Update: New Report on For-profit Higher Education Released by Senate HELP Committee


AMTA wants to be sure owners and administrators of massage therapy schools and programs are aware of a recent report on for-profit schools. As AMTA Government Relations staff mentioned in the Title IV Presentation at the 2012 AMTA School Summit, the situation of for-profit education and federal funding continues to evolve.  

On July 30, 2012, the Senate Health, Education, Labor and Pensions (HELP) Committee released a report by the Majority Committee staff entitled For Profit Higher Education: The Failure to Safeguard the Federal Investment and Ensure Student Success. The executive summary of the four volume report highlights the following recommendations. 

Enhance transparency by collecting relevant and accurate information about student outcomes.

  • Require that the Department of Education collect comprehensive student outcome information and enable data retrieval by corporate ownership;
  • Establish a uniform and accurate methodology for calculating job placement rates;
  • Increase the regulation of private lending.

Strengthen the oversight of Federal financial aid.

  • Tie access to Federal financial aid to meeting minimum student outcome threshold;
  • Prohibit institutions from funding marketing, advertising and recruiting activities with Federal financial aid dollars;
  • Improve cohort default rate tracking by expanding the default reporting rate period beyond three years;
  • Require that for-profit colleges receive at least 15 percent of revenues from sources other than Federal funds;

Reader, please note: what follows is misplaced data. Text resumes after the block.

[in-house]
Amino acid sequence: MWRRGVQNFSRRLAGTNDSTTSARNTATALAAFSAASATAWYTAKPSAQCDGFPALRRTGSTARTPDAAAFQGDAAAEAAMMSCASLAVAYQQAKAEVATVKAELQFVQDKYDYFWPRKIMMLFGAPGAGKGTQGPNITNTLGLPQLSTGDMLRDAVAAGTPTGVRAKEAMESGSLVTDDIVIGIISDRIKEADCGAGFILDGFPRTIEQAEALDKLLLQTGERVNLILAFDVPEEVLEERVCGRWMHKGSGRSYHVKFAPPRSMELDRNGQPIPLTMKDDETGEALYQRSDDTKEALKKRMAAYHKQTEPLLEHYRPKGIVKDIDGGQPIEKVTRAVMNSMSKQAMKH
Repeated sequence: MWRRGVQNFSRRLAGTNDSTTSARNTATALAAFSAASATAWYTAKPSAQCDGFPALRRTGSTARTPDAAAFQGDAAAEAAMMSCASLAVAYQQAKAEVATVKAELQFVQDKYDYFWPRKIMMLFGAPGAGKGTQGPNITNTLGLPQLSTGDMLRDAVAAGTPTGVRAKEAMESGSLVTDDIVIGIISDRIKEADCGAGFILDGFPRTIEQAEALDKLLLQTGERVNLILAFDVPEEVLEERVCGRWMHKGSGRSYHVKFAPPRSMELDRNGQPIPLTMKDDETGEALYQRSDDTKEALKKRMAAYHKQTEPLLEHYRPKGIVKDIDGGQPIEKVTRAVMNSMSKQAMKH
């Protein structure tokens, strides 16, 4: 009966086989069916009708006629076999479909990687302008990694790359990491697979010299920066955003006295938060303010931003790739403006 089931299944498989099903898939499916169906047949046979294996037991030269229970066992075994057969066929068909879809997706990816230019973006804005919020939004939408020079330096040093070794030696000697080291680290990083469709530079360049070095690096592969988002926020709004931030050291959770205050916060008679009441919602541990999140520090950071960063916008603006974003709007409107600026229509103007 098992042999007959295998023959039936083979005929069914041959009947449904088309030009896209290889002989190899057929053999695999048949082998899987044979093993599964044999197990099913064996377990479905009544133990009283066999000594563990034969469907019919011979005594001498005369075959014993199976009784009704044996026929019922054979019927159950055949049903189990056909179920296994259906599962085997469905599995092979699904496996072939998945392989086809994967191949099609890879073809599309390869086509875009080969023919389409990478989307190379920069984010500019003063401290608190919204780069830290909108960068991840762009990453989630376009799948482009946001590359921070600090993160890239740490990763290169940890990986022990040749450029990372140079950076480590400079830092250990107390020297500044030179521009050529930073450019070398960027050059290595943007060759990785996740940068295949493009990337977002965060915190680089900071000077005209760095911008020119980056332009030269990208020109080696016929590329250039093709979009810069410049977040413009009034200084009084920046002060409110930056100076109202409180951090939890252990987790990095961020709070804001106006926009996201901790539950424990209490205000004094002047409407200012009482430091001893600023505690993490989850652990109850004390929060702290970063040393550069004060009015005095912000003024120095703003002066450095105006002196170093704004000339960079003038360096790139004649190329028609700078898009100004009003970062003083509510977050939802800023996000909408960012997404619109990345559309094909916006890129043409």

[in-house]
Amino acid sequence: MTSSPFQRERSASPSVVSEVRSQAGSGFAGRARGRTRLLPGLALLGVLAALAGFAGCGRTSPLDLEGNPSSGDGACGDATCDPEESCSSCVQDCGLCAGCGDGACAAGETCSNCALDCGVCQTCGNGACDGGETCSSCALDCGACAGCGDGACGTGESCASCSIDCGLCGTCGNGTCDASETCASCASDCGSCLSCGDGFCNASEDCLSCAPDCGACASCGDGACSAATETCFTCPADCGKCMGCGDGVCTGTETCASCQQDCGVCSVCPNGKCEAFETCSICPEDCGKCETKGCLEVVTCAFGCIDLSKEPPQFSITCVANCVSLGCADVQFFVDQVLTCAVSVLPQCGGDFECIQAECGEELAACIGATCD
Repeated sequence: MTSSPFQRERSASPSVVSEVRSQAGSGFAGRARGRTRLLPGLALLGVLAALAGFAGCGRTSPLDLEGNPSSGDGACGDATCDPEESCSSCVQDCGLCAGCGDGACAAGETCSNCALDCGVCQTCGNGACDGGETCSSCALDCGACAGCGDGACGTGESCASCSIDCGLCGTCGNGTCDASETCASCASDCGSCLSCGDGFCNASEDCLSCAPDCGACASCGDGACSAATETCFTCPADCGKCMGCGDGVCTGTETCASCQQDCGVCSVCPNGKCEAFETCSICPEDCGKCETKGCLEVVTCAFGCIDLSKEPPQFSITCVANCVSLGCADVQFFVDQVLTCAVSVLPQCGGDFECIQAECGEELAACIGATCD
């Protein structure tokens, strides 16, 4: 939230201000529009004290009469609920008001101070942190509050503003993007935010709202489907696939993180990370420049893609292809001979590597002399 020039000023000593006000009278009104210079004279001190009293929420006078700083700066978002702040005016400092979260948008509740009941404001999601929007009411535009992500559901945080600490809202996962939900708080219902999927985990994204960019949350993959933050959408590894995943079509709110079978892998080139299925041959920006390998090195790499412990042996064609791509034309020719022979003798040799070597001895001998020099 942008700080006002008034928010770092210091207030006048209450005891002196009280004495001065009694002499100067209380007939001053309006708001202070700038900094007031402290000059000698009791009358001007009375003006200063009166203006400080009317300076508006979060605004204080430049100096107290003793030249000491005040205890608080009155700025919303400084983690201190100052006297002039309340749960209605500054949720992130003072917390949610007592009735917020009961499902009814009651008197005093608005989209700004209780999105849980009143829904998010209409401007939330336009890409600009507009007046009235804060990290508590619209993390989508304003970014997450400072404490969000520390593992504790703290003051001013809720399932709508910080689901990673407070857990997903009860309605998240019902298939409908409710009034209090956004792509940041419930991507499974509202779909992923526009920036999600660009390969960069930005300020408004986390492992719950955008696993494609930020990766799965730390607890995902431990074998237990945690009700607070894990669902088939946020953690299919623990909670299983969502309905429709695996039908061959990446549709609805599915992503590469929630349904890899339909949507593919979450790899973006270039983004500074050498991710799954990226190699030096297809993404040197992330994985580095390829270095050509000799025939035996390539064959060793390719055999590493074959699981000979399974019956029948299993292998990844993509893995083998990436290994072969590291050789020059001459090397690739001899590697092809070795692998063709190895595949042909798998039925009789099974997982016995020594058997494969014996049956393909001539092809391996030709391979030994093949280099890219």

• Use criteria beyond accreditation and State authorization for determining institutions’ access to Federal financial aid.

Create meaningful protections for students.

  • Create an online student complaint clearinghouse, managed by the Department of Education, for the collection and referral of student complaints to appropriate overseeing agencies, organizations and divisions;
  • Prohibit institutions that accept Federal financial aid from including mandatory binding arbitration clauses in enrollment agreements;
  • Enforce minimum standards for student services that include tutoring, remediation, financial aid, and career counseling and job placement;
  • Extend the ban on incentive compensation to include all employees of institutions of higher education, and clarify that this ban extends to numeric threshold or quota-based termination policies.

The Minority Committee staff’s views and additional content is also available for review. If you haven’t reviewed the content yet, we recommend you read it carefully to determine any impact this may have on your institution. AMTA Government Relations staff will continue to monitor the situation and report any updates.  

 

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